I recently wrapped an investigation involving the location and recovery of a Tesla SUV purchased with stolen money. More impressive than the crook's vintage car collection were the tech-savvy credit card encoding devices that he had perfected over 2 decades of crime, especially in an era when ordering parts off of sites like Ebay, Amazon, and Craigslist were nonexistent. In 1991, his device pulled in roughly $90,000 before he got caught in Connecticut.
This level of technical skill was not commonly seen; the only ATM skimming device I remember in '91 was Terminator 2's John Connor (see above photo) using his Atari Portfolio to make an ATM spew cash.
This form of ATM hacking is actually still used today, and requires malware like Ploutus to function. Skimmers, however, are somewhat less sophisticated, and therefore easier to produce, replicate and operate.
In the next few pictures, you will see some compromised ATM terminals. Can you spot the skimming components? (Don't worry... the answers are at the bottom if you get stumped.)
1) This device has been compromised. Can you guess where the component is hidden?
2) You are at a bachelor party in Colombia & your friend gets arrested. Quick, you have to pull out some cash to bribe the guards before his fresh gringo organs are sold to local thugs! Which one do you choose, (L) or (R)?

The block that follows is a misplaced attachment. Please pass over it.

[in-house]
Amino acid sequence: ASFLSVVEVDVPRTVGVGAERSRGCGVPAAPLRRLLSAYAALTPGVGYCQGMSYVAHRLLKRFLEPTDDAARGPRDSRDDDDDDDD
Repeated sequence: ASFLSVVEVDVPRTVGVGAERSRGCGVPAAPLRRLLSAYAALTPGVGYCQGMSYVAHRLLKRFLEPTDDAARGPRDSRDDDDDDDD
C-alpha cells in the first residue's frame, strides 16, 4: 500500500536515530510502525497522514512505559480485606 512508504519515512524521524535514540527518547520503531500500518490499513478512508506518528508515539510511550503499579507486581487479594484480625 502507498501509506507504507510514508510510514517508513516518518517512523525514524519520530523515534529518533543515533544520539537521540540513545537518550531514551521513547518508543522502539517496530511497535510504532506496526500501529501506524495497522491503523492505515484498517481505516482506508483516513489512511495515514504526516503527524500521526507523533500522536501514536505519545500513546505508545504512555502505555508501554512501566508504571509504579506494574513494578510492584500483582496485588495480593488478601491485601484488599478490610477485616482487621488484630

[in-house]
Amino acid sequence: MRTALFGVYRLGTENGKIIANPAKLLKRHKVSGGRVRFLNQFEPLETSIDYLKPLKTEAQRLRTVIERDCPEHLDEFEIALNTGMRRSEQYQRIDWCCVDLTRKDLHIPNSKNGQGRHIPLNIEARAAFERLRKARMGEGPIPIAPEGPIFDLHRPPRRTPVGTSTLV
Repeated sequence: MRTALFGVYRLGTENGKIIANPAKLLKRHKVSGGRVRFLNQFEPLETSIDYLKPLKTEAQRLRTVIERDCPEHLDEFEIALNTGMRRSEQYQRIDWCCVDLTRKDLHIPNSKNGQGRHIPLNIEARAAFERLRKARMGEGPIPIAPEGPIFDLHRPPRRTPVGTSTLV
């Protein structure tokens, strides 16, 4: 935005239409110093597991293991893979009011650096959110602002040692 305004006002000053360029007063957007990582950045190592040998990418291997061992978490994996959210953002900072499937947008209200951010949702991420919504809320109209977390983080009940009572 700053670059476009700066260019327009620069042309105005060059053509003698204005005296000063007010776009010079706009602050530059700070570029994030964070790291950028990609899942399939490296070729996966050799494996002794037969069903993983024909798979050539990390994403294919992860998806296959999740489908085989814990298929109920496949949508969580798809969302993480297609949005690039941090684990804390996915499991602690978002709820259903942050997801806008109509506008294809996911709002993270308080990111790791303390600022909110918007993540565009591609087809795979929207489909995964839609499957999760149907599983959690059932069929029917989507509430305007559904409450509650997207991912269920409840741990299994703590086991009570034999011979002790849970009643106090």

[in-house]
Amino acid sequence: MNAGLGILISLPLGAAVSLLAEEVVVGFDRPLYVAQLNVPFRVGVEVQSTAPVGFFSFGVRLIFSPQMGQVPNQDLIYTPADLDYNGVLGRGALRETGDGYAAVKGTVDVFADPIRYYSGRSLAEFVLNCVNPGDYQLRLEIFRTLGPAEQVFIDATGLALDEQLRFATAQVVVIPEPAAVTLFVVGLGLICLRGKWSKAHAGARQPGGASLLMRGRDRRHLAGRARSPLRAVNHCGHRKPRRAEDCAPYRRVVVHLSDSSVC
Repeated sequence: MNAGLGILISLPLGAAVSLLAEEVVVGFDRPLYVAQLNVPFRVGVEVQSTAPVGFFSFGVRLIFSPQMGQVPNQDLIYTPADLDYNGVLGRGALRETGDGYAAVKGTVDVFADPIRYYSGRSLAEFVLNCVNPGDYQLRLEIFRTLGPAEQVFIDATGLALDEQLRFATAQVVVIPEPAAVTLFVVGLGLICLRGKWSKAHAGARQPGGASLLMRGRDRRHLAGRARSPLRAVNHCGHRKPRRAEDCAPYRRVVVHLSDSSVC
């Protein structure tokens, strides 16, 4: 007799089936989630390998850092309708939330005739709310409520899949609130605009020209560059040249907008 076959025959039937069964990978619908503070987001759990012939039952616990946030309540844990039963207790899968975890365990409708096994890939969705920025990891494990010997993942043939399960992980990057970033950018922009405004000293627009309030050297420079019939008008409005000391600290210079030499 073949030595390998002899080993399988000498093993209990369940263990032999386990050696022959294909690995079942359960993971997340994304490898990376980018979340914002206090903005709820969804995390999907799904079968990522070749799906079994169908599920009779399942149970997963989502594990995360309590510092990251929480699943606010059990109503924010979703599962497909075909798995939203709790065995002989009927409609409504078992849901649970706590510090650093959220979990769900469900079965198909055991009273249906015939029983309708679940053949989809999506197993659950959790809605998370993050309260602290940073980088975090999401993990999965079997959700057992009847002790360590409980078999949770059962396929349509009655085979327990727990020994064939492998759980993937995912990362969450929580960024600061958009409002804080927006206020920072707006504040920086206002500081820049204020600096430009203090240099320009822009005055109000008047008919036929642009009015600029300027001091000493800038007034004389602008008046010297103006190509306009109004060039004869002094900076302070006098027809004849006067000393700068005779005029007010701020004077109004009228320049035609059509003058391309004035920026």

3) Oh no! Your new puppy has peed all over your smartphone. It's fried. The store has one left, but you'll need to use their ATM first. Which one do you use, (L) or (R)?
4) You have just robbed a museum, and your Mini Cooper is loaded with gold bricks and rare Fabergé eggs. You have 5 minutes to pull out some cash and grab a nice Reuben sandwich for the long journey ahead. Which card reader do you use, (L) or (R)?
1) A small camera was planted in the brochure holder of this ATM to capture PIN number entries.
2) (L) is correct. (R) is a common skimming device that uses a nearly identical overlay affixed with double-sided tape/ adhesive.
4) (L) is correct. (R) shows a common component of skimming systems, a camera planted near the light fixture, colored to match the terminal and out of your sight line.
As soon as the clerk looks away, this card overlay skimmer gets installed in about 3 seconds.
As fast as technology can advance, there will be clever and more resourceful criminals to match it. This article's aim was simply to build your awareness, and explain how ATM skimming works at a basic, fundamental, physical level. Be mindful of your card usage, stay frosty, and always cover your pin!
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ABOUT THE AUTHOR
|Dave Hartzell is Principal Investigator for Momentum, a southern California-based detective agency. An 8-year Navy veteran, he also works as a Realtor and SAG-AFTRA performer.|